Robert C. Jones
    Intellectus Supra Scientia
    (Understanding is more important than Knowledge)

    "The modern COIN mindset is when one arrogantly goes to some foreign land and attempts to make those who live there a lesser version of one's self. The FID mindset is when one humbly goes to some foreign land and seeks first to understand, and then to help in some small way for those who live there to be the best version of their own self." Colonel Robert C. Jones, US Army Special Forces (Retired)

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    Council Member Ken White's Avatar
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    Angry Our troops versus their troops. Troop attitudes can be powerful things...

    Quote Originally Posted by Fuchs View Post
    The "no representation" part is really the only one that I agree with fully...
    Which is why it was by far the most significant issue at the time -- most everyone, even many in England, agreed with that. George III, Lord North and those making money off the back of the Colonists did not...
    All else is either enabled by the same or bad government instead of real tyranny.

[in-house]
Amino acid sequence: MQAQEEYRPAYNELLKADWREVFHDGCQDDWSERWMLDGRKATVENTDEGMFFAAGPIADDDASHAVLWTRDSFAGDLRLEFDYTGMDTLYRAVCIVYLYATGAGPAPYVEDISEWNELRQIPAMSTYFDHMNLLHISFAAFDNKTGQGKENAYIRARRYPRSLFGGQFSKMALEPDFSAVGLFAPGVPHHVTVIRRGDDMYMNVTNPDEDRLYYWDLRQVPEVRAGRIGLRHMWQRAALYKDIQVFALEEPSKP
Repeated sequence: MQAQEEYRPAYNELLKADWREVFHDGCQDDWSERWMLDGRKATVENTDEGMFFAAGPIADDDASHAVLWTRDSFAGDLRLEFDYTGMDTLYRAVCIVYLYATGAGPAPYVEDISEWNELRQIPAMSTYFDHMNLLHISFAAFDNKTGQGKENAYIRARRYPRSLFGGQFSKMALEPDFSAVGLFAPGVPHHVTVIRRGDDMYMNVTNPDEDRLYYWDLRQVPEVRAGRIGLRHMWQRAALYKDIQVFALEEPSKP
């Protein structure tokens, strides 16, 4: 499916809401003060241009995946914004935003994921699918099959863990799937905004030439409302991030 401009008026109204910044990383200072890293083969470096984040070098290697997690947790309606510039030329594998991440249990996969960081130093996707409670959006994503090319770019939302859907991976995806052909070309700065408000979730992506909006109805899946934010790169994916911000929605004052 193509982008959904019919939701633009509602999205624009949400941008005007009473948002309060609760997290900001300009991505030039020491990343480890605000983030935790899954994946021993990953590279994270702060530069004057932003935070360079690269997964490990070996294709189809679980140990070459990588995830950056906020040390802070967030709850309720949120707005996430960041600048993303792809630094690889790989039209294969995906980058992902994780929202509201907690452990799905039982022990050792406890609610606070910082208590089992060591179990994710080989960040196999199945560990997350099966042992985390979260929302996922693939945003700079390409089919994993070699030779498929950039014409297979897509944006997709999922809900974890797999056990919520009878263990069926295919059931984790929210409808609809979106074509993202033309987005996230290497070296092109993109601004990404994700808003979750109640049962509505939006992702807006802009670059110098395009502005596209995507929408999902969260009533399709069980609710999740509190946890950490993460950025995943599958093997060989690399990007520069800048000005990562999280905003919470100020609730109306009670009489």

True but while individually, each is a petty concern, cumulatively they had become exceedingly annoying -- and the trend was toward worsening "bad government."
    Standing military forces in a colony isn't exactly a reason for criticism in my opinion. Sure, they could be used to oppress, but they were also to some degree a necessity...
    Depends on whether that military force is benign and devoted to deterring external threats or prone to be arrogant and / or misbehave by hassling the locals while there are essentially no external threats, does it not?

    Bored troops will always get in or cause trouble...

    Still, all in all, there's no question that the American Revolution like all others took a few complaints, magnified them with political hyperbole and fomented hate and discontent to the action level. Politicians will always exist -- and also always create problems with their foolishness. ..

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    Quote Originally Posted by Dayuhan View Post